Vote on Keystone XL pipeline hangs in balance
WASHINGTON — Supporters of the Keystone XL pipeline in the Senate scrambled Monday to gather one last vote to pass a bill that authorizes the project that would help send Canadian oil to the Gulf of Mexico, a task that became harder when President Obama made his toughest comments yet on the topic.
Momentum appeared to be going against the pipeline as Democratic Sen. Jay Rockefeller of West Virginia said that he would vote against it Tuesday.
At the same time, Democratic Sen. Carl Levin of Michigan proclaimed to reporters, “I’m voting no,” and independent Sen. Angus King of Maine said he “probably” would vote against approving the oil pipeline. King added that he would make his final decision during the vote “when they get to the Ks” in the roll-call.
The three senators have been heavily lobbied by pipeline backers. Rockefeller and Levin are retiring at year’s end and some thought they could be persuaded to vote yes in a matter that appears to be going down to the wire.
Sen. Mary Landrieu, a Louisiana Democrat, is co-sponsoring the bill with Republican Sen. John Hoeven of North Dakota.
She awaits a runoff next month for another six-year term and has been working hard to gather the 60th vote needed to pass a bill that the House approved Friday.
“I feel very comfortable,” Landrieu was quoted by CNN as saying.
Late Monday, Hoeven said: “We’ve got 59 announced (supporters). I think we’ll get there, but I don’t know for sure until we have the vote.” Hoeven said there were still some “maybes” but he would not elaborate.
The Senate is expected to vote as early as 6:15 p.m. Tuesday on the TransCanada pipeline, which would transport more than 800,000 barrels of oil per day.
All 45 Senate Republicans support the pipeline, and backers need 60 votes under an agreement outlining the rules for debating and passing the bill.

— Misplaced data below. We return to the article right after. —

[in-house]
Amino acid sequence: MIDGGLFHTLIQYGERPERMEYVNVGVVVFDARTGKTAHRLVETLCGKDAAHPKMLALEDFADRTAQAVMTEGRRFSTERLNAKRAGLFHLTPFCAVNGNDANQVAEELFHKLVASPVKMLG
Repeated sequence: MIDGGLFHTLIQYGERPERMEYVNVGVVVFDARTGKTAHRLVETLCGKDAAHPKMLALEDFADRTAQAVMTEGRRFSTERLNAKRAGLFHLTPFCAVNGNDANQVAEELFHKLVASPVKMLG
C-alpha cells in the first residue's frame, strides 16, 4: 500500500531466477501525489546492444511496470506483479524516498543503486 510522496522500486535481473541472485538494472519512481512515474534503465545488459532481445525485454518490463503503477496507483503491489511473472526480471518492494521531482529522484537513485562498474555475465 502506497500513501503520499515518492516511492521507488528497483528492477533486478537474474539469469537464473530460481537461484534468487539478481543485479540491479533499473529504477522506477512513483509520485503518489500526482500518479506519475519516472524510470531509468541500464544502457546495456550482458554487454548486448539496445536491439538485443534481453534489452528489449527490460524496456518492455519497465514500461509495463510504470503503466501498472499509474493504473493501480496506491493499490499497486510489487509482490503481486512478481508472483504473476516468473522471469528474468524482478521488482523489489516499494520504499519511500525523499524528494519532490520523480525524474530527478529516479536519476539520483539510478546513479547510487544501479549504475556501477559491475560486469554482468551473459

Obama criticized the project during a trip to Asia last week, saying it would not lower fuel prices for drivers but would allow Canada to “pump their oil, send it through our land, down to the gulf, where it will be sold everywhere else.”
His adviser, John Podesta, reiterated Obama’s message in a call with reporters Monday: “I would just repeat what he said, which is we ought to take the time to let the process play out and let the analysis come in.”
The State Department has been studying the pipeline proposal, and its approval is needed because the project crosses an international border.
Republicans and energy analysts said those comments likely meant Obama was leaning toward vetoing any Keystone bill that passes, either this year or early next year.
“The president … is basically threatening a veto this time,” said Ryan Bernstein, an aide to Hoeven.”Obviously, this makes it harder to gather votes.”
Many environmentalists oppose Keystone, saying that it would spike emissions linked to climate change and that the oil could be sold abroad. Construction workers and other supporters say it would lead to thousands of jobs.
Hoeven plans to reintroduce the bill in January or February if it does not pass. Supporters could introduce a stand-alone bill or attach Keystone language to another bill that would be hard for Obama to veto.
Republicans say they will have 60 votes next year because of the party’s strong showing in this month’s midterm elections, which will give them new senators including Joni Ernst of Iowa and Cory Gardner of Colorado.